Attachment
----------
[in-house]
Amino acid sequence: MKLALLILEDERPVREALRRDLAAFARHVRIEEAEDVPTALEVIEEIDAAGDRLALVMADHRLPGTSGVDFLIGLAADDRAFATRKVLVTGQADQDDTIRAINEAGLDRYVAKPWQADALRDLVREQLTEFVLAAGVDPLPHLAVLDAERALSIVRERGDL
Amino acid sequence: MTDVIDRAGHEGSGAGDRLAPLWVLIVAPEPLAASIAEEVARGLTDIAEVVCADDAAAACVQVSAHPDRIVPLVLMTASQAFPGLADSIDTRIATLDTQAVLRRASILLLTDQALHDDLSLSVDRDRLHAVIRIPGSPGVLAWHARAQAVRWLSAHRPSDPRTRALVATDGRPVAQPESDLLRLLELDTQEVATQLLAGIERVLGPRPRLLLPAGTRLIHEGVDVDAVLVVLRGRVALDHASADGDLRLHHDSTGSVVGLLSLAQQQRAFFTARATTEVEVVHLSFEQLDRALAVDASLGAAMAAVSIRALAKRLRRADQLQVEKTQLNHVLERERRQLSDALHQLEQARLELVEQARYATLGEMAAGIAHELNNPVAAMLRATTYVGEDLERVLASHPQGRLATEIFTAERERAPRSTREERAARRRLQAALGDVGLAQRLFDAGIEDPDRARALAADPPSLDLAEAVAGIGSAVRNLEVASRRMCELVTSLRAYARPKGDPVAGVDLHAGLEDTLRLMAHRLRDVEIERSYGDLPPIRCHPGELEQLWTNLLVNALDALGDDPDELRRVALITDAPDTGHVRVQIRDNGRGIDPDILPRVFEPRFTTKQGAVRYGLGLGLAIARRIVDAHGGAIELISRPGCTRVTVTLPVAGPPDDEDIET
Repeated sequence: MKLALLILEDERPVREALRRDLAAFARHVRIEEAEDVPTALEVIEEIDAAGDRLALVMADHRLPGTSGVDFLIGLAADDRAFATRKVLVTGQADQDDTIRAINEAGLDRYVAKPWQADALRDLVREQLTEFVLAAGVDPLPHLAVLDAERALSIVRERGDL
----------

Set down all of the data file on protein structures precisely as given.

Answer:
[in-house]
Amino acid sequence: MKLALLILEDERPVREALRRDLAAFARHVRIEEAEDVPTALEVIEEIDAAGDRLALVMADHRLPGTSGVDFLIGLAADDRAFATRKVLVTGQADQDDTIRAINEAGLDRYVAKPWQADALRDLVREQLTEFVLAAGVDPLPHLAVLDAERALSIVRERGDL
Amino acid sequence: MTDVIDRAGHEGSGAGDRLAPLWVLIVAPEPLAASIAEEVARGLTDIAEVVCADDAAAACVQVSAHPDRIVPLVLMTASQAFPGLADSIDTRIATLDTQAVLRRASILLLTDQALHDDLSLSVDRDRLHAVIRIPGSPGVLAWHARAQAVRWLSAHRPSDPRTRALVATDGRPVAQPESDLLRLLELDTQEVATQLLAGIERVLGPRPRLLLPAGTRLIHEGVDVDAVLVVLRGRVALDHASADGDLRLHHDSTGSVVGLLSLAQQQRAFFTARATTEVEVVHLSFEQLDRALAVDASLGAAMAAVSIRALAKRLRRADQLQVEKTQLNHVLERERRQLSDALHQLEQARLELVEQARYATLGEMAAGIAHELNNPVAAMLRATTYVGEDLERVLASHPQGRLATEIFTAERERAPRSTREERAARRRLQAALGDVGLAQRLFDAGIEDPDRARALAADPPSLDLAEAVAGIGSAVRNLEVASRRMCELVTSLRAYARPKGDPVAGVDLHAGLEDTLRLMAHRLRDVEIERSYGDLPPIRCHPGELEQLWTNLLVNALDALGDDPDELRRVALITDAPDTGHVRVQIRDNGRGIDPDILPRVFEPRFTTKQGAVRYGLGLGLAIARRIVDAHGGAIELISRPGCTRVTVTLPVAGPPDDEDIET
Repeated sequence: MKLALLILEDERPVREALRRDLAAFARHVRIEEAEDVPTALEVIEEIDAAGDRLALVMADHRLPGTSGVDFLIGLAADDRAFATRKVLVTGQADQDDTIRAINEAGLDRYVAKPWQADALRDLVREQLTEFVLAAGVDPLPHLAVLDAERALSIVRERGDL